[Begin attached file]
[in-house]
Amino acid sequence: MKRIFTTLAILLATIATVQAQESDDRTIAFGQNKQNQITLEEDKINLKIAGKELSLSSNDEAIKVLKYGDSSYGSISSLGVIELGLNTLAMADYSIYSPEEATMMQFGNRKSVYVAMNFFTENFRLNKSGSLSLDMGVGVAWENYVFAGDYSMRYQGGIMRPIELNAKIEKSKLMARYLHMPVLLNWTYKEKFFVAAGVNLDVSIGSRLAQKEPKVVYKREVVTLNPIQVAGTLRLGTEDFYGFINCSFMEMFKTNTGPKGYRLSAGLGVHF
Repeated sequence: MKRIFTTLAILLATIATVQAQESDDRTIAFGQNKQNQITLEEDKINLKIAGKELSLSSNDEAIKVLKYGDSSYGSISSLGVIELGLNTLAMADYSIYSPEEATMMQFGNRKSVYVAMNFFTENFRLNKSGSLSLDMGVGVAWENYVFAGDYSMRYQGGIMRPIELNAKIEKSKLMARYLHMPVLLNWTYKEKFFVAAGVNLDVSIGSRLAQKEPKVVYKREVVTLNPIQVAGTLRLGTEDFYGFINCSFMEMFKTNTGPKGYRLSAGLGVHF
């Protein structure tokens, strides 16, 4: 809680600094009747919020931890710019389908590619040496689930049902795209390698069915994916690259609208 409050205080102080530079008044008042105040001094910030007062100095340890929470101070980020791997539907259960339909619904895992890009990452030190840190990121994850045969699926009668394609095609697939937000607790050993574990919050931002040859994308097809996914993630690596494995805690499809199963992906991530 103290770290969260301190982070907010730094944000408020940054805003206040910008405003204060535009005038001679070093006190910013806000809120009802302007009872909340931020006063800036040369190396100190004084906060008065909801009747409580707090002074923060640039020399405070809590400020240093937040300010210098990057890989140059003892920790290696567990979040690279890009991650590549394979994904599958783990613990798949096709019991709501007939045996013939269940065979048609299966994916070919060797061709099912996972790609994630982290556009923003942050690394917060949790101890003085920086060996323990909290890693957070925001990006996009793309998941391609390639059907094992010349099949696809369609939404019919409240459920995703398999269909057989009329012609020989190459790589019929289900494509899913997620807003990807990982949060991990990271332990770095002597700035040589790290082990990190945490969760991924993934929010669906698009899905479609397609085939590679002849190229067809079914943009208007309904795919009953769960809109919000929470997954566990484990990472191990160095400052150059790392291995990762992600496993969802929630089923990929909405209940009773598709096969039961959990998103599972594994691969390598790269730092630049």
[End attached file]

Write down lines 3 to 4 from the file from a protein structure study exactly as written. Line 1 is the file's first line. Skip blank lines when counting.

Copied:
Repeated sequence: MKRIFTTLAILLATIATVQAQESDDRTIAFGQNKQNQITLEEDKINLKIAGKELSLSSNDEAIKVLKYGDSSYGSISSLGVIELGLNTLAMADYSIYSPEEATMMQFGNRKSVYVAMNFFTENFRLNKSGSLSLDMGVGVAWENYVFAGDYSMRYQGGIMRPIELNAKIEKSKLMARYLHMPVLLNWTYKEKFFVAAGVNLDVSIGSRLAQKEPKVVYKREVVTLNPIQVAGTLRLGTEDFYGFINCSFMEMFKTNTGPKGYRLSAGLGVHF
């Protein structure tokens, strides 16, 4: 809680600094009747919020931890710019389908590619040496689930049902795209390698069915994916690259609208 409050205080102080530079008044008042105040001094910030007062100095340890929470101070980020791997539907259960339909619904895992890009990452030190840190990121994850045969699926009668394609095609697939937000607790050993574990919050931002040859994308097809996914993630690596494995805690499809199963992906991530 103290770290969260301190982070907010730094944000408020940054805003206040910008405003204060535009005038001679070093006190910013806000809120009802302007009872909340931020006063800036040369190396100190004084906060008065909801009747409580707090002074923060640039020399405070809590400020240093937040300010210098990057890989140059003892920790290696567990979040690279890009991650590549394979994904599958783990613990798949096709019991709501007939045996013939269940065979048609299966994916070919060797061709099912996972790609994630982290556009923003942050690394917060949790101890003085920086060996323990909290890693957070925001990006996009793309998941391609390639059907094992010349099949696809369609939404019919409240459920995703398999269909057989009329012609020989190459790589019929289900494509899913997620807003990807990982949060991990990271332990770095002597700035040589790290082990990190945490969760991924993934929010669906698009899905479609397609085939590679002849190229067809079914943009208007309904795919009953769960809109919000929470997954566990484990990472191990160095400052150059790392291995990762992600496993969802929630089923990929909405209940009773598709096969039961959990998103599972594994691969390598790269730092630049």